Most business leaders have continued to hear and learn about blockchain technology’s benefits, risks and opportunities. Recent news about failures of cryptocurrency companies might make some of those leaders think that the technology remains unproven for business applications. However, there’s much more to consider.
Right now, blockchain technology is quietly empowering new business solutions with more trust and resilience than traditional database structures can offer. Tech-savvy leaders know that there are already proven use cases where blockchain has delivered business value, and it could deliver more value next year. New advances in cryptography and solution-enabling technologies, along with growing understanding and adoption, will continue to yield more new solutions.
While the push for oversight and regulation grabs the headline for 2023, there are areas where blockchain technology can still drive business value in 2023.
More businesses will explore blockchain solutions
Cloud-based solutions are now the default for many businesses, but they can present challenges for cybersecurity. Blockchain technology is decentralized yet secure by nature, so it offers an important alternative when traditional database technologies cannot provide enough security, trust and transparency for a cloud-based solution.
Some businesses have been slow to consider the blockchain option because they do not have enough technical understanding to design blockchain technology solutions and mitigate any unique risks with confidence. Plus, some businesses do not currently need blockchain technology (see Should you use a blockchain?). However, many blockchain technology options are becoming mature enough to provide businesses with an on-ramp to using the technology.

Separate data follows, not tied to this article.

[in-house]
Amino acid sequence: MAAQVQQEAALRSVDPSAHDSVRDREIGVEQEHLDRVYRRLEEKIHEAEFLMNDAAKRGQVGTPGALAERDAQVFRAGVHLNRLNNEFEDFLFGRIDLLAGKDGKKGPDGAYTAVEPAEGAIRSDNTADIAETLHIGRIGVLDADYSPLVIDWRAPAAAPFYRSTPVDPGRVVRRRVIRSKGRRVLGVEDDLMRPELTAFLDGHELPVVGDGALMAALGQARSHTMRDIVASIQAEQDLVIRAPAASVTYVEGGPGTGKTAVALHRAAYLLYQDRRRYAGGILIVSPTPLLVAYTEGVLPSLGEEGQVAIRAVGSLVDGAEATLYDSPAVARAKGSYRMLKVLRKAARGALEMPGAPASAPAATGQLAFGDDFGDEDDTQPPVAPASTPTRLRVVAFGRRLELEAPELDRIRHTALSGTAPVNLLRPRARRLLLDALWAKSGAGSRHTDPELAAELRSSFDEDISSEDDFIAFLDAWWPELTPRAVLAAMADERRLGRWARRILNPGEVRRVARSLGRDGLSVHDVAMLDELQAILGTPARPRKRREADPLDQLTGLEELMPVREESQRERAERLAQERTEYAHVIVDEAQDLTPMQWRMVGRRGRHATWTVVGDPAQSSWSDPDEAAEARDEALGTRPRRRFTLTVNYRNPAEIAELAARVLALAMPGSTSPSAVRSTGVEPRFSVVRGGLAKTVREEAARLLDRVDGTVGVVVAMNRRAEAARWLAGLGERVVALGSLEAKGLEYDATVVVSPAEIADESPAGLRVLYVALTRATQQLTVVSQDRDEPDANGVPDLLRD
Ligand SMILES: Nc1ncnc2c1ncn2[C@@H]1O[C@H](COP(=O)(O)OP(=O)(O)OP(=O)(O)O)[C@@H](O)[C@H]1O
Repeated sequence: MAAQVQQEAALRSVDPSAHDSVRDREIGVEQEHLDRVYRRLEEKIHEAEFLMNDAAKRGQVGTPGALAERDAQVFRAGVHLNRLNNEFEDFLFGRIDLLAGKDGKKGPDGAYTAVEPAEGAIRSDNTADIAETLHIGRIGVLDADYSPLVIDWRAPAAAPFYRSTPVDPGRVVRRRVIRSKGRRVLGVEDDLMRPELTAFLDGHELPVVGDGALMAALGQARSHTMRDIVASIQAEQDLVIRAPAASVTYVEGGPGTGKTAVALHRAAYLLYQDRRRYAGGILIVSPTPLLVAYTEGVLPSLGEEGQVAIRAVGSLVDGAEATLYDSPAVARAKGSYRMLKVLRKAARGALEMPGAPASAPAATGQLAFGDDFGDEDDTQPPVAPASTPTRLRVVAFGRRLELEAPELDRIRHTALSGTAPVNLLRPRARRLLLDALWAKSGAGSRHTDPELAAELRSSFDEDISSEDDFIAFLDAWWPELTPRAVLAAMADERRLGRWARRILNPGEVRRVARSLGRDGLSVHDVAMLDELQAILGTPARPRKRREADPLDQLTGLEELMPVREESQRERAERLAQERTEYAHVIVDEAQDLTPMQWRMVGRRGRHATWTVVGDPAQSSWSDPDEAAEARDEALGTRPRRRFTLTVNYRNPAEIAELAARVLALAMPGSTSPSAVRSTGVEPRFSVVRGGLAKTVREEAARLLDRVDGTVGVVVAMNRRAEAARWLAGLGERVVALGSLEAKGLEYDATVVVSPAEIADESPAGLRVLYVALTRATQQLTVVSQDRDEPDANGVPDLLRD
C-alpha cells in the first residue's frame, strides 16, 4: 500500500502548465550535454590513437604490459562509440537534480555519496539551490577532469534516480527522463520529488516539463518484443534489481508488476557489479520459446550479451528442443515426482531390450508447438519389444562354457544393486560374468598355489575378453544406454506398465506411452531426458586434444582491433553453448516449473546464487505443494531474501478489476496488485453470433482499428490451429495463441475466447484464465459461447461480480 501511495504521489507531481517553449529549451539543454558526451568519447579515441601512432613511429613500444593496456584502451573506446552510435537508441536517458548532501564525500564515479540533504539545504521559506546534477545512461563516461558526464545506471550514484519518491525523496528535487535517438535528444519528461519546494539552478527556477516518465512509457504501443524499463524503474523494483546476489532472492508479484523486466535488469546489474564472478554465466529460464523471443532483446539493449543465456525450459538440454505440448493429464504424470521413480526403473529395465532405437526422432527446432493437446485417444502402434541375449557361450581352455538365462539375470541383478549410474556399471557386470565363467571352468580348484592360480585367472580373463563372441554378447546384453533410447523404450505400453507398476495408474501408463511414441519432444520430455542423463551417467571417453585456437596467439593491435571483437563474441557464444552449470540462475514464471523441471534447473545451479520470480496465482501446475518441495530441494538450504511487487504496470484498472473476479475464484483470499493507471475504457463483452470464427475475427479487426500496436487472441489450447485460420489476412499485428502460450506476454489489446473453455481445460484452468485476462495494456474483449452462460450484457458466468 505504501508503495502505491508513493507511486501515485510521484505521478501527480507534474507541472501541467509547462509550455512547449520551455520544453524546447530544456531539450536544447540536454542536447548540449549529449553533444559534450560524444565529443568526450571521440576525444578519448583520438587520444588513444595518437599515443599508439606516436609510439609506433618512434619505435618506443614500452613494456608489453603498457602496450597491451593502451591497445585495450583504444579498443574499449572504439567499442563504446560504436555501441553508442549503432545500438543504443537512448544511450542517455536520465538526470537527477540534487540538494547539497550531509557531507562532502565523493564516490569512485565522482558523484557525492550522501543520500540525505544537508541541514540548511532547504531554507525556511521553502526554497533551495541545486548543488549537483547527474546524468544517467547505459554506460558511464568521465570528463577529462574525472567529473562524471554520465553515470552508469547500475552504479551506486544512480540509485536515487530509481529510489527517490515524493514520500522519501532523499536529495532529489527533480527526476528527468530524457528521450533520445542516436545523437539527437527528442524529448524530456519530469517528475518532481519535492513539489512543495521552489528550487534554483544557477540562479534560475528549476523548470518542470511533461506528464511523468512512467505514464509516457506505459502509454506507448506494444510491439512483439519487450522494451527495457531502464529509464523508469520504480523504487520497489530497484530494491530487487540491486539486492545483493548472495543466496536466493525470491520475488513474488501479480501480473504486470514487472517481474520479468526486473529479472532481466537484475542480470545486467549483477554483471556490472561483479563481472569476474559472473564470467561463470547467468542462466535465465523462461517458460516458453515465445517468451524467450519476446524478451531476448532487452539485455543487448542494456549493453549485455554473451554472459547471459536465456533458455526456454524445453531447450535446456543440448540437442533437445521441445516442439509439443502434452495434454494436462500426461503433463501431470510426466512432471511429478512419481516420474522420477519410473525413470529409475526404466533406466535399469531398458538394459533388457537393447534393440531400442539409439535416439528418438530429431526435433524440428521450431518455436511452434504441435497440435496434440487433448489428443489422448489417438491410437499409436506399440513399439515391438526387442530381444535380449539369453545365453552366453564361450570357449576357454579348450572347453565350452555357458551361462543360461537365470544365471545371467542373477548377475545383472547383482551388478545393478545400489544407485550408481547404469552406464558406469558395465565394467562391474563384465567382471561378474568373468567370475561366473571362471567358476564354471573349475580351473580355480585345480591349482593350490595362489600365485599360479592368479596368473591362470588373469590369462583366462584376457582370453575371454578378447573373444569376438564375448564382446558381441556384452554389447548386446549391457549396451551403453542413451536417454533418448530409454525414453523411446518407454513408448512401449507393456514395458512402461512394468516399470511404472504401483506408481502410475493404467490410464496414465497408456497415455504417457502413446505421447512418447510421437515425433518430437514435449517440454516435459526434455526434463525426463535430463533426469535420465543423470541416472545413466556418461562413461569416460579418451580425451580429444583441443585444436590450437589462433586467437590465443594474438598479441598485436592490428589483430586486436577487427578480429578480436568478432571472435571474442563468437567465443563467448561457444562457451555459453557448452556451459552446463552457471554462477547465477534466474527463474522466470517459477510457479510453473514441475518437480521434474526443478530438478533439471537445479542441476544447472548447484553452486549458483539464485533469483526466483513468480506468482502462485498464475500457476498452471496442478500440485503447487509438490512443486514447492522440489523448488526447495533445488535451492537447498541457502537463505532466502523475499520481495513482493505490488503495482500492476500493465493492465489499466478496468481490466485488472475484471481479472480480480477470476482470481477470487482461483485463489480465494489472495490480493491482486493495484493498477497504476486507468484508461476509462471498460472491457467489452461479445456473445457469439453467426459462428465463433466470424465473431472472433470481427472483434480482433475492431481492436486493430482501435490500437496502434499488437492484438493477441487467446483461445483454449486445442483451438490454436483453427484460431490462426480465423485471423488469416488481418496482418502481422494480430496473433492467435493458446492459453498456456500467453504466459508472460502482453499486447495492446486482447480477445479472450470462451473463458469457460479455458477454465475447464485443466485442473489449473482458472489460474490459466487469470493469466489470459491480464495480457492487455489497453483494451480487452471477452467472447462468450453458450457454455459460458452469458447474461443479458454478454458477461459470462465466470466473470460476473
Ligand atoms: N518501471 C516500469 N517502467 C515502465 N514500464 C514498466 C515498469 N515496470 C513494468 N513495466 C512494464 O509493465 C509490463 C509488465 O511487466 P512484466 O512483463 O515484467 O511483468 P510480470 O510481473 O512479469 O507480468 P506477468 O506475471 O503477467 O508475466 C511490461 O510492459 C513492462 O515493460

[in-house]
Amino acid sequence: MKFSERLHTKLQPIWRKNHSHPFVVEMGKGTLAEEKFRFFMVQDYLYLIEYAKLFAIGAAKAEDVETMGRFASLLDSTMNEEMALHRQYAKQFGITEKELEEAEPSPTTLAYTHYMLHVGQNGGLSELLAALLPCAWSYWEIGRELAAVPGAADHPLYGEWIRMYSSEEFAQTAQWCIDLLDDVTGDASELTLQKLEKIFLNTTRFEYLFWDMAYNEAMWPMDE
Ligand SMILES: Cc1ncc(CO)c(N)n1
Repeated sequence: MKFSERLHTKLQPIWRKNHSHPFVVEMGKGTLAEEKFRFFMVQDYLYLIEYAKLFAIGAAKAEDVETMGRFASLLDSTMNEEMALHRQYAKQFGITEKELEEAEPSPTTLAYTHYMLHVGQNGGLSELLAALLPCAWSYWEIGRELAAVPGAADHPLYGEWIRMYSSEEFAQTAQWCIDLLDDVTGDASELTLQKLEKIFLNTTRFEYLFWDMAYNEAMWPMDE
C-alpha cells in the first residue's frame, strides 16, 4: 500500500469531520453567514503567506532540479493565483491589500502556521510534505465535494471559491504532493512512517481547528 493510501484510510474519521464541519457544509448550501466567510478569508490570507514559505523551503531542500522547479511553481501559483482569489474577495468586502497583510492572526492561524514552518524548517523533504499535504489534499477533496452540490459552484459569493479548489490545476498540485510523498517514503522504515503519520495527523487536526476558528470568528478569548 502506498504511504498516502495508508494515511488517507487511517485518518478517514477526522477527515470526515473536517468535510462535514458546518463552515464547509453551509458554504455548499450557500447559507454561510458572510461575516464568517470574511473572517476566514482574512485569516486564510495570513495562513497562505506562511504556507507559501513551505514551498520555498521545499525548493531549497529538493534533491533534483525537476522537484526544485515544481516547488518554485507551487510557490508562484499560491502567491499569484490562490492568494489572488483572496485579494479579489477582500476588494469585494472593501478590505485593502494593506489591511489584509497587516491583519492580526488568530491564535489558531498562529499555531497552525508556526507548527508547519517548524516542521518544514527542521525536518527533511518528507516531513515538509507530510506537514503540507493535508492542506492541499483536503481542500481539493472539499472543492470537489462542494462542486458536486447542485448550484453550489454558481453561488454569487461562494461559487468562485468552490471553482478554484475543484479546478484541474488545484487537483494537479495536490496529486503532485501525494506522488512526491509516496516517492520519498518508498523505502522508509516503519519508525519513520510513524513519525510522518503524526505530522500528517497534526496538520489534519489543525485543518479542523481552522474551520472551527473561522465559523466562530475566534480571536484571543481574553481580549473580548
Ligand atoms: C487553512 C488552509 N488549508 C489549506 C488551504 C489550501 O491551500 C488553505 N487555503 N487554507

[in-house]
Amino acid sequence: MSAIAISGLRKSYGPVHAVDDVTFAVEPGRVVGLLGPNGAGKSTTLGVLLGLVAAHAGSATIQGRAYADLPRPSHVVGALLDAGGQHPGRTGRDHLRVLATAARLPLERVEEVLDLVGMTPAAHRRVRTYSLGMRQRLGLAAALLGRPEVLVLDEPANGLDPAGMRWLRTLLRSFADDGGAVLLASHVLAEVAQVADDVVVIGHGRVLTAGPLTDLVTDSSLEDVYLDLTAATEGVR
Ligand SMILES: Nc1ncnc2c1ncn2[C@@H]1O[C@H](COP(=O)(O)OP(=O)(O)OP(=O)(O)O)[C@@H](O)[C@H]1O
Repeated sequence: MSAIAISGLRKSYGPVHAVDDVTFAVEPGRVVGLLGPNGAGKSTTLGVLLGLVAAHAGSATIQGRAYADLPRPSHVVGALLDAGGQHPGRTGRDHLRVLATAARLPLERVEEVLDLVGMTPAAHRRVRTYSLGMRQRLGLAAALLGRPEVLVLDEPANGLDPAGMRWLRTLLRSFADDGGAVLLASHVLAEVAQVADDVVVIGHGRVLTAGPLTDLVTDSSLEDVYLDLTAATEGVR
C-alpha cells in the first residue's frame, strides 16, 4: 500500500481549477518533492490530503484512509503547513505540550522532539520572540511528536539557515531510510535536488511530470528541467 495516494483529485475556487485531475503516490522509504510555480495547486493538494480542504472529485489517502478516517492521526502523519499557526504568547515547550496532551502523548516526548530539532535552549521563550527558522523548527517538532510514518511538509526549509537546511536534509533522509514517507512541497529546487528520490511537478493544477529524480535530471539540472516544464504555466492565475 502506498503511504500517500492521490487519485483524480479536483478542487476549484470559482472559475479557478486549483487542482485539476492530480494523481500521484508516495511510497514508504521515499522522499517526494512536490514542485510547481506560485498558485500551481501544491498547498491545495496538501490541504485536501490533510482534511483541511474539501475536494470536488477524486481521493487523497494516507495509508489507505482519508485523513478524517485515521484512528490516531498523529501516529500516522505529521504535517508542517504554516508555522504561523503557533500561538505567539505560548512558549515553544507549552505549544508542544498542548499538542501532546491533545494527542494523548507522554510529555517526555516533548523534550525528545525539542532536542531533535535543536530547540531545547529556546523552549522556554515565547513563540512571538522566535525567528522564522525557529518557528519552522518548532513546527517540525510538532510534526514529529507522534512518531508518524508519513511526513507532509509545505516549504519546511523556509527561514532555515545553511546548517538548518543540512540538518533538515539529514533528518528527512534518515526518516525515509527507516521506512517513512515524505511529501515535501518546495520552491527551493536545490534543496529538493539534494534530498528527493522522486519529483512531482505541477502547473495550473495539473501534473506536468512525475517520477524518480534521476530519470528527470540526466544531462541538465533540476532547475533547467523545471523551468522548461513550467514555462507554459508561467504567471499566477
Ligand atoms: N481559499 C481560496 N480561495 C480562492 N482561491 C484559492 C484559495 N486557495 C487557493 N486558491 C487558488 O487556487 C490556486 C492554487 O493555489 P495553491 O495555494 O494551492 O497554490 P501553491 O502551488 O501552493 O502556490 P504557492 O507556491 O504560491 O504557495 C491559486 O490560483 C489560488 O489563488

The growth of the cloud platform has empowered the as-a-service model, and it’s natural that this model applies to blockchain solutions. Businesses can already find as-a-service providers for specific blockchain technology solutions or even private blockchain networks, with all of the speed, support, low-code accessibility and scalability that service-based solutions can offer.
Smart contracts will offer a first use case for many businesses
Smart contracts are one of the most important use cases for blockchain technology in business. Smart contracts are essentially programs that automatically execute transactions based on certain conditions. That sort of automation could seem like a risk, but blockchain technology helps to ensure the security and trust required for business solutions.
Smart contracts are a powerful tool to streamline and eliminate the delays, manual interactions, cost and other friction in agreed-upon contractual transactions. Auditors and regulators might ask about the auditability and controls for these transactions, but proven solutions have shown that there are established answers in place.
As with other blockchain technology solutions, there is a growing number of partners and services that can help businesses establish smart contracts without developing all of the capabilities in-house. These services can help ensure that your contract designs include robust controls and the latest capabilities for cryptography, access management and anomaly detection.